The poverty/disparities work group is committed to improving health outcomes for low-income and at-risk children.
Recently MNAAP's poverty/disparities work group created a one-pager titled Disparities Among MN Children
Priorities include: 1) Educating members about health disparities, poverty/ homelessness, food deserts, etc. 2) Identifying community and state level partners 3) Advocating for increased access to care, food, housing and transportation.
The latest Kids Count ranking puts Minnesota at No. 1 in the country for child well-being. However, data shows not all Minnesota children are sharing in those improvements. Minnesota continues to have some of the greatest disparities in the country in terms of health, education and economic outcomes.
Download the KIDS COUNT fact sheet summarizing the data for Minnesota. Note that outcomes have worsened in the following categories:
Additionally, you can download the complete KIDS COUNTdata book.
"I practice mostly pediatric critical care. It breaks my heart every time I have to admit to the unit an adolescent who tried to hurt him/herself. Not uncommonly, social issues, poverty and education play a significant role. Other times, bullying is involved. Also, although there is a strong focus for the outpatient practice, I am try to learn how to address these issues from the inpatient standpoint."
Grace Arteaga, MD, FAAP
Division Chair, Pediatric Critical Care Medicine
Pediatric Simulation Program Director
"I am doing work on health equity at HCMC and we collect data that allows us to stratify some of our outcomes by the data. This year we will develop two interventions for two of the outcomes where we have disparities-optimal diabetes care and no show rates. There is a lot of other work across HCMC."
Julia Joseph-Di Caprio, MD, MPH
Hennepin County Medical Center
Assistant Chief of Provider Services
Senior Medical Director of Primary Care
MNAAP President Dr. Andrew Kiragu recently wrote a statement about the epidemic of violence and intolerance threatening the physical and emotional health of children and ways pediatric providers can partner with parents to break the cycle. Read the statement and consider sharing with colleages and patient families.
About 21 percent of children in the United States currently live in poverty. Recognizing the health implicatios of poverty and toxic stress, AAP's latest policy statement on this topic urges pediatricians to screen for poverty by asking one simple question: "Do you have difficulty making ends meet at the end of the month?" and be aware of tools and resources that can help lift families out of poverty. Read the policy statement Poverty and Child Health in the United States.
Check out the newly released 2015 Health Equity of Care Report at http://mncm.org/wp-content/uploads/2015/11/2015-Health-Equity-of-Care-Report-Final-2.11.2016.pdf. You can see how your clinic/medical group/region ranks in providing optimal asthma control for kids compared to the statewide rate of 59 percent and are likely to see disparities in or near your practice based on race, ethnicity, country of origin, preferred language and other factors (see pages 126-144).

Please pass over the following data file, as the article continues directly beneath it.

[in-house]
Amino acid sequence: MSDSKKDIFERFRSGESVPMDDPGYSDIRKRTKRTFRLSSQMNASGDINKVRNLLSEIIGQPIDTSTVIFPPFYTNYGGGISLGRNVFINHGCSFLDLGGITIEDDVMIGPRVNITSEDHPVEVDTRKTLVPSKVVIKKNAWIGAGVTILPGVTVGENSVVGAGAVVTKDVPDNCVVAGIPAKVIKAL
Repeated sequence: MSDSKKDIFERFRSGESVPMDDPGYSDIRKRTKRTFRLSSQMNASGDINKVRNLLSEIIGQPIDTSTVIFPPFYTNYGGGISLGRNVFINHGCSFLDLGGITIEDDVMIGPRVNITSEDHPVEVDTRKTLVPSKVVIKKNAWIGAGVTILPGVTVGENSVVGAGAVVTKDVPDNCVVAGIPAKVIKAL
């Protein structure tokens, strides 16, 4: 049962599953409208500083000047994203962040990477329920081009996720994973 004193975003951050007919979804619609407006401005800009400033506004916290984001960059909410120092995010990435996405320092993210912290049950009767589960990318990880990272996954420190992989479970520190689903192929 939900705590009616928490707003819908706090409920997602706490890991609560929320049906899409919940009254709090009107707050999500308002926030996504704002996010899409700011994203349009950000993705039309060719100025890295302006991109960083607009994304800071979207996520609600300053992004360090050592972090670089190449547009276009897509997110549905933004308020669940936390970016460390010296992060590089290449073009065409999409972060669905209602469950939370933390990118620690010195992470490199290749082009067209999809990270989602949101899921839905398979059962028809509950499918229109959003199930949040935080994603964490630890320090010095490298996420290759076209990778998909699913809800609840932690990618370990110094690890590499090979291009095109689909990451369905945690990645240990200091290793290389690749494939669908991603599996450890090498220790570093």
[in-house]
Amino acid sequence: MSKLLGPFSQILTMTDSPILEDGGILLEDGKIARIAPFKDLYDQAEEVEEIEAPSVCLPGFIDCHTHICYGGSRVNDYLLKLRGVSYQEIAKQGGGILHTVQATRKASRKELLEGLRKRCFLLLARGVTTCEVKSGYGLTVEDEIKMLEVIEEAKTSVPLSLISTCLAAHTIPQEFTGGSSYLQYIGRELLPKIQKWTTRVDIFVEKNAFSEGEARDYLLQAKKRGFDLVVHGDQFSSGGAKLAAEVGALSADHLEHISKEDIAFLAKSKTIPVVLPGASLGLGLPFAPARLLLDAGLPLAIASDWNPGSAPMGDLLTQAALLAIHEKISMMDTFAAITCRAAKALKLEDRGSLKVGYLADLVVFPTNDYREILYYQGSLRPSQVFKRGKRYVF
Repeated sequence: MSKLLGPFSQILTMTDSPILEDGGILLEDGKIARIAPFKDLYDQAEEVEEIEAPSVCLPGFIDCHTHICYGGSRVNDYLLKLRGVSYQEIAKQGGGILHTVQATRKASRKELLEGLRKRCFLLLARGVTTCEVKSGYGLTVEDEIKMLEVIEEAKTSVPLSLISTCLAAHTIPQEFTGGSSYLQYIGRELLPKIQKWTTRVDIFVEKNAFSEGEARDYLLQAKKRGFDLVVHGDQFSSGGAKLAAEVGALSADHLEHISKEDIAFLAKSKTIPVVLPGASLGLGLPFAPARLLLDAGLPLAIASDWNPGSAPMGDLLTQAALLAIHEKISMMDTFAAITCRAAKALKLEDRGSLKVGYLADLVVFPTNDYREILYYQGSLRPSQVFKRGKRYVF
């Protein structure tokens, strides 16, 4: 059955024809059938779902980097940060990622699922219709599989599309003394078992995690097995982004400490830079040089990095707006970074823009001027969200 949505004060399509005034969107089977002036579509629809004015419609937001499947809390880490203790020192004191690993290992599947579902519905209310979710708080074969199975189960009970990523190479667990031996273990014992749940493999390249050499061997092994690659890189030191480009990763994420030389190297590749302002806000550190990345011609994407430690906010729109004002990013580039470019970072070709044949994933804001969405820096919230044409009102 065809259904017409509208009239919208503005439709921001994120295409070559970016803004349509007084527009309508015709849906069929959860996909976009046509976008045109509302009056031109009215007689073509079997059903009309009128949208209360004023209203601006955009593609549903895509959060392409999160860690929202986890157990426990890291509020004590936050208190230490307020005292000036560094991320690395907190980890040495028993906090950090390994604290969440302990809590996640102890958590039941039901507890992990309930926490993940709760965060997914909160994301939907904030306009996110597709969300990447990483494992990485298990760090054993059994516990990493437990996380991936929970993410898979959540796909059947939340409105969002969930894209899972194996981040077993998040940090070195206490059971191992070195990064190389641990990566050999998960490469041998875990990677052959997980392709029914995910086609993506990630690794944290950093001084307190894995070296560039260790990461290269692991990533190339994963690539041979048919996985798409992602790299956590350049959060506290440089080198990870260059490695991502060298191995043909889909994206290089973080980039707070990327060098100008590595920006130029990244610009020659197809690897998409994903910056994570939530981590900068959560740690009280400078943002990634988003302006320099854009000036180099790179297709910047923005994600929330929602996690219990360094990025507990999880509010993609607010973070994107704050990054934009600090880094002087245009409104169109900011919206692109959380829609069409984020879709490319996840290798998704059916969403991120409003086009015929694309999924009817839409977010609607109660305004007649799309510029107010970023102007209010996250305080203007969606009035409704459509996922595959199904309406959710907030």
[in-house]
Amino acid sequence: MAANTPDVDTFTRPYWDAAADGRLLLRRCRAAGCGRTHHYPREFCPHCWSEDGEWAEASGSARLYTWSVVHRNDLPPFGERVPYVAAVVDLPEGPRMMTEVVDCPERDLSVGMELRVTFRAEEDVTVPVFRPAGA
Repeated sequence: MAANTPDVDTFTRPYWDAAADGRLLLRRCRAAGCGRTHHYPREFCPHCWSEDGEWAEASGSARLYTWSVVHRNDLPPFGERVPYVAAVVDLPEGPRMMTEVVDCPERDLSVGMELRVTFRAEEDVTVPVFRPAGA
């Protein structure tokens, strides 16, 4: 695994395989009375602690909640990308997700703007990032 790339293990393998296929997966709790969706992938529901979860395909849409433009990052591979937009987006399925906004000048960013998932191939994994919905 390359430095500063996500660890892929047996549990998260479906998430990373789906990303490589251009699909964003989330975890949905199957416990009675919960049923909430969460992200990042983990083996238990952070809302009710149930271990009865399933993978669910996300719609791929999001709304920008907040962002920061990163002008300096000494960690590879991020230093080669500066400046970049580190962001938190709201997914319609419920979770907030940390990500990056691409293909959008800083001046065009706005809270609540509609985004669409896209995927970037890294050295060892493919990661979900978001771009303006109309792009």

Dr. Chris Reif, director of clinical services at the Community-University Health Care Center, and member of MNAAP poverty and disparities work group, shared these 16 practical tips with providers in a recent issue of Minnesota Minnesota.
With 1 in 5 children living in food-insecure homes, AAP calls for pediatricians to use a 2-question screening tool to screen for food insecurity and refer those who screen positively to resources that support access to adequate, healthy food. Read more about AAP's policy statment "Promoting Food Security for All Children."
Dr. Scott Schwantes, chair of MNAAP's poverty/disparities work group, wrote a letter to the Pioneer Press about why poverty is a top concern among pediatricians.
In Minnesota, the share of children living in poverty increased by more than 50 percent over the past decade. This is the first report of its kind produced by DHS to take a closer look at the social issues surrounding the health of poor children.
Read the press release: http://mn.gov/dhs/media/news/news-detail.jsp?id=252-160328
Read the full report: https://edocs.dhs.state.mn.us/lfserver/Public/DHS-7079-ENG
As a next step, DHS says "We hope that this kind of continuous measure of family risk will allow us to risk-adjust groups of children, and that this type of tool would be available for use in Accountable Care Organization gainshare payments and other payment methodologies"
As a work group, we can consider a response to this report and offer to be a resource to DHS as it considers how to risk-adjust groups of children to provide appropriate reimbursement for providers. More to come on this...